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September 12, 2013
Loyola's Community Health Needs Assessment
Access to health care services and the rising rate of obesity have been identified as the health issues of greatest concern facing West Suburban Cook County communities, according to a just-released Community Health Needs Assessment (CHNA). The comprehensive report is the culmination of a six-month effort sponsored and coordinated by Loyola University Health System (LUHS). The process involved a steering committee of representatives from more than 10 community organizations and public health agencies, and the Loyola University Chicago Stritch School of Medicine.
"Loyola University Health System has always taken its commitment to community health very seriously," said Nahlah Daddino, director of Community Benefit, LUHS. "Engaging in this comprehensive CHNA process with the steering committee has revealed valuable insights and information for our health system, as well as for the more than 200 health-related organizations throughout West Suburban Cook County to utilize in furthering community health work."
The report summarizes community statistics, health data and input about health issues from nearly 500 community residents, faith groups, social service agencies, physicians and others across 22 municipalities surrounding LUHS' two hospital sites: Loyola University Medical Center in Maywood and Gottlieb Memorial Hospital in Melrose Park. The report looks at broad health concerns and barriers facing the nearly 500,000 people in this CHNA service area bordered by Cicero, Berkeley, Franklin Park and Brookfield with special attention to vulnerable and disadvantaged populations.
Steering committee members identified access to health care services and the climbing rate of obesity as top health care priorities to be addressed. The committee came to this decision after reviewing the assessment findings and considering the scope and likelihood of impacting the problems at a local level. The assessment uncovered many health needs, disparities and resources as these key findings show:
- Approximately half of the CHNA service area population, or about 250,000 people, were uninsured or underinsured (lack insurance that fully covers or provides access to services for their health needs) in LUHS’ fiscal year 2010.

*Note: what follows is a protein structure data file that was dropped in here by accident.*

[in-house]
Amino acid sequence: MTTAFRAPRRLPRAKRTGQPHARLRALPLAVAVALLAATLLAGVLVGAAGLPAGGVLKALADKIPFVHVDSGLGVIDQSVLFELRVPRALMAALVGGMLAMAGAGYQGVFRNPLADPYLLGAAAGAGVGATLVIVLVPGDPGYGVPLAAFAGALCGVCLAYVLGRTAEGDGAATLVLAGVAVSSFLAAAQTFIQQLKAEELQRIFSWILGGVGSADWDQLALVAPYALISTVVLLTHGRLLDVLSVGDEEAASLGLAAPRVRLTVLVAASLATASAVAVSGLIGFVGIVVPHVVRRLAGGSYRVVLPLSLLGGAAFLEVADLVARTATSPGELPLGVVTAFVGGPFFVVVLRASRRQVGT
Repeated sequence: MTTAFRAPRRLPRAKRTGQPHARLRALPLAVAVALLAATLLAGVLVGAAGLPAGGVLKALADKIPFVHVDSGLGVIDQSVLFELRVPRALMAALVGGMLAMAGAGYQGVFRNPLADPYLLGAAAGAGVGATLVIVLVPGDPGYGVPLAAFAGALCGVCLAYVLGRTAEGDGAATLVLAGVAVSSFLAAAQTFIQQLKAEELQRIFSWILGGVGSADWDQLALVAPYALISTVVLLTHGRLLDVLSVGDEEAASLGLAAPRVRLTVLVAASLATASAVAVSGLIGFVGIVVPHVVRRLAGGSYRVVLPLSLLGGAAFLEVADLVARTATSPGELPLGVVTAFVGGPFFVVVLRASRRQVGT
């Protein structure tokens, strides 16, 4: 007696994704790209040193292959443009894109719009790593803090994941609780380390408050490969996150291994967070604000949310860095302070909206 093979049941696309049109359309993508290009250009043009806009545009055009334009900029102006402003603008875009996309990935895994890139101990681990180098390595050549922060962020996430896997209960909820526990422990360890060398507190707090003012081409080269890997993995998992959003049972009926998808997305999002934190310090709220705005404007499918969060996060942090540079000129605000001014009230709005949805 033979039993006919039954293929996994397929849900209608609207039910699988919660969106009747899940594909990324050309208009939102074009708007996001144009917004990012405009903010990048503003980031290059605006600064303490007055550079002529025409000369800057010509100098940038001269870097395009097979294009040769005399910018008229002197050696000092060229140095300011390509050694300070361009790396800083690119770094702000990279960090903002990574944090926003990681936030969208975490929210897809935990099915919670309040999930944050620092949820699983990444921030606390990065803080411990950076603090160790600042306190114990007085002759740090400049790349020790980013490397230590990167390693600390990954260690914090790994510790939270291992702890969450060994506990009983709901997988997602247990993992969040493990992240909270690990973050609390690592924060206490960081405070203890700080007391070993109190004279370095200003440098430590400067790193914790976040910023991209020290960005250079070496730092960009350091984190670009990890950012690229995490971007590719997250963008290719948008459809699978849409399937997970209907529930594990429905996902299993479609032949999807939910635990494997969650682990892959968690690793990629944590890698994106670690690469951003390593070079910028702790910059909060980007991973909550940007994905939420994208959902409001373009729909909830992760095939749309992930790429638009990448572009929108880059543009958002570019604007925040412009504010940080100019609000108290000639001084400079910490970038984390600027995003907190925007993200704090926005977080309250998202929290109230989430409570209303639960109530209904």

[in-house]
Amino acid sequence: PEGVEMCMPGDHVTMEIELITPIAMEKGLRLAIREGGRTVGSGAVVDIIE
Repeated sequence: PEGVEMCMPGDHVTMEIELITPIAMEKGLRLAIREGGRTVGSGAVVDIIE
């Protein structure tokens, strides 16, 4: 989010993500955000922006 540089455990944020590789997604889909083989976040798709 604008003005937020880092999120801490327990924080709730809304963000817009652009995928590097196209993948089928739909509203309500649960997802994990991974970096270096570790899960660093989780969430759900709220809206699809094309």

- Substantial disparities exist in the area’s socioeconomic status, unemployment rates, educational attainment and health status.
- The Hispanic population is growing, and youth and senior populations dominate in certain CHNA service areas.
- When compared with all Suburban Cook County, this region of West Suburban Cook County fares worse in health status by most indicators, including having higher mortality rates for heart disease, cancer and stroke.
- Respondents reported diabetes, high blood pressure, high cholesterol and being overweight or obese as some of their top health diagnoses.
- Respondents named increased access to preventive and specialty health care services, coordination of care health care options, nutritional education, availability of healthy food, safe places to play and economic stability as factors that could improve health in their communities.
- There are more than 200 health care resources in the CHNA service area, including community health centers and other clinics, physician and medical group offices, outpatient surgery centers, hospitals, nursing homes and home-health agencies.
LUHS engaged the Illinois Public Health Institute, which partners to promote improvement in public health, to assist in facilitating the process. In the year ahead, LUHS will develop approaches through enhancing existing programs and partnering with others on initiatives for improving access to health care services and reducing obesity.
The full CHNA report and its two data appendices (set I and set II) are available. Other hospitals, health care agencies, schools, community organizations and municipalities are encouraged to use the CHNA report as a guide for them in addressing West Suburban Cook County’s health priorities.